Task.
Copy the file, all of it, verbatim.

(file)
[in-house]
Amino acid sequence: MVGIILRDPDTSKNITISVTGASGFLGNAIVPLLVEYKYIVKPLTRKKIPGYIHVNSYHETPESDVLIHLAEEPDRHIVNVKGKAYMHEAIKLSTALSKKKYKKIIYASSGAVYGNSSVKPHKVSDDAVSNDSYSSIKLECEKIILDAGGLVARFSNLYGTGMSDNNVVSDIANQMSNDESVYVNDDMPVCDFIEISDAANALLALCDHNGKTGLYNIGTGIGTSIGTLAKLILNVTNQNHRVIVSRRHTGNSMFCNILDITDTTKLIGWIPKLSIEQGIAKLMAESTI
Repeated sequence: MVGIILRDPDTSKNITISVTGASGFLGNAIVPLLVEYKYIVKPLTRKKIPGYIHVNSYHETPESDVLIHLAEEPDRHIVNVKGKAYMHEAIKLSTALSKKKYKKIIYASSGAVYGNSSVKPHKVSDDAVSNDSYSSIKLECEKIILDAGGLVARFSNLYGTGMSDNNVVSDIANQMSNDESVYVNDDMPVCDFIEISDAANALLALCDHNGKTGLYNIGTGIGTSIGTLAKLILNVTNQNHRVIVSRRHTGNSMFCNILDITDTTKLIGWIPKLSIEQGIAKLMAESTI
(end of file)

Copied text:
[in-house]
Amino acid sequence: MVGIILRDPDTSKNITISVTGASGFLGNAIVPLLVEYKYIVKPLTRKKIPGYIHVNSYHETPESDVLIHLAEEPDRHIVNVKGKAYMHEAIKLSTALSKKKYKKIIYASSGAVYGNSSVKPHKVSDDAVSNDSYSSIKLECEKIILDAGGLVARFSNLYGTGMSDNNVVSDIANQMSNDESVYVNDDMPVCDFIEISDAANALLALCDHNGKTGLYNIGTGIGTSIGTLAKLILNVTNQNHRVIVSRRHTGNSMFCNILDITDTTKLIGWIPKLSIEQGIAKLMAESTI
Repeated sequence: MVGIILRDPDTSKNITISVTGASGFLGNAIVPLLVEYKYIVKPLTRKKIPGYIHVNSYHETPESDVLIHLAEEPDRHIVNVKGKAYMHEAIKLSTALSKKKYKKIIYASSGAVYGNSSVKPHKVSDDAVSNDSYSSIKLECEKIILDAGGLVARFSNLYGTGMSDNNVVSDIANQMSNDESVYVNDDMPVCDFIEISDAANALLALCDHNGKTGLYNIGTGIGTSIGTLAKLILNVTNQNHRVIVSRRHTGNSMFCNILDITDTTKLIGWIPKLSIEQGIAKLMAESTI